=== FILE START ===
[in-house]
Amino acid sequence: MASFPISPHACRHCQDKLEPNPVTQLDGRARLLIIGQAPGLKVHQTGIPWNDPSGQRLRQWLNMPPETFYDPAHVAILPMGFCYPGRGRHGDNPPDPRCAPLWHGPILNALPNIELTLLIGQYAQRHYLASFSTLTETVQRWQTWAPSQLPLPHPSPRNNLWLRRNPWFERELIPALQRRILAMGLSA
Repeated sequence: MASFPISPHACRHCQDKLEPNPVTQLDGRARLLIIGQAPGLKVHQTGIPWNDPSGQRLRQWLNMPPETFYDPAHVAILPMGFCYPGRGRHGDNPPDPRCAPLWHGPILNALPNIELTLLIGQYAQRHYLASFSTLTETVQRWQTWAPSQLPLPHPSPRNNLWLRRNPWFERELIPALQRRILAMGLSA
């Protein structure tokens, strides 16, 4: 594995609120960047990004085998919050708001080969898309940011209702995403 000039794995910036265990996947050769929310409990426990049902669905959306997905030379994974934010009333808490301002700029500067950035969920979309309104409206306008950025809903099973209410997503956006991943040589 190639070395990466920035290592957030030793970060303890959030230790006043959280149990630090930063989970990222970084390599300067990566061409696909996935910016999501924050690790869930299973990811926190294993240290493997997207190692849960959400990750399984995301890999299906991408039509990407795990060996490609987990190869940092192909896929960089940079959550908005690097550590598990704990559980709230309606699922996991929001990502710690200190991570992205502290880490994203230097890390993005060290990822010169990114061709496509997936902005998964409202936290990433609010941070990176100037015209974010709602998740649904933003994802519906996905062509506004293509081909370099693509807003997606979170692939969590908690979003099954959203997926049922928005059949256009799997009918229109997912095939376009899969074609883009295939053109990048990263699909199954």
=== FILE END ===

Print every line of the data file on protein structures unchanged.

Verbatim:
[in-house]
Amino acid sequence: MASFPISPHACRHCQDKLEPNPVTQLDGRARLLIIGQAPGLKVHQTGIPWNDPSGQRLRQWLNMPPETFYDPAHVAILPMGFCYPGRGRHGDNPPDPRCAPLWHGPILNALPNIELTLLIGQYAQRHYLASFSTLTETVQRWQTWAPSQLPLPHPSPRNNLWLRRNPWFERELIPALQRRILAMGLSA
Repeated sequence: MASFPISPHACRHCQDKLEPNPVTQLDGRARLLIIGQAPGLKVHQTGIPWNDPSGQRLRQWLNMPPETFYDPAHVAILPMGFCYPGRGRHGDNPPDPRCAPLWHGPILNALPNIELTLLIGQYAQRHYLASFSTLTETVQRWQTWAPSQLPLPHPSPRNNLWLRRNPWFERELIPALQRRILAMGLSA
């Protein structure tokens, strides 16, 4: 594995609120960047990004085998919050708001080969898309940011209702995403 000039794995910036265990996947050769929310409990426990049902669905959306997905030379994974934010009333808490301002700029500067950035969920979309309104409206306008950025809903099973209410997503956006991943040589 190639070395990466920035290592957030030793970060303890959030230790006043959280149990630090930063989970990222970084390599300067990566061409696909996935910016999501924050690790869930299973990811926190294993240290493997997207190692849960959400990750399984995301890999299906991408039509990407795990060996490609987990190869940092192909896929960089940079959550908005690097550590598990704990559980709230309606699922996991929001990502710690200190991570992205502290880490994203230097890390993005060290990822010169990114061709496509997936902005998964409202936290990433609010941070990176100037015209974010709602998740649904933003994802519906996905062509506004293509081909370099693509807003997606979170692939969590908690979003099954959203997926049922928005059949256009799997009918229109997912095939376009899969074609883009295939053109990048990263699909199954």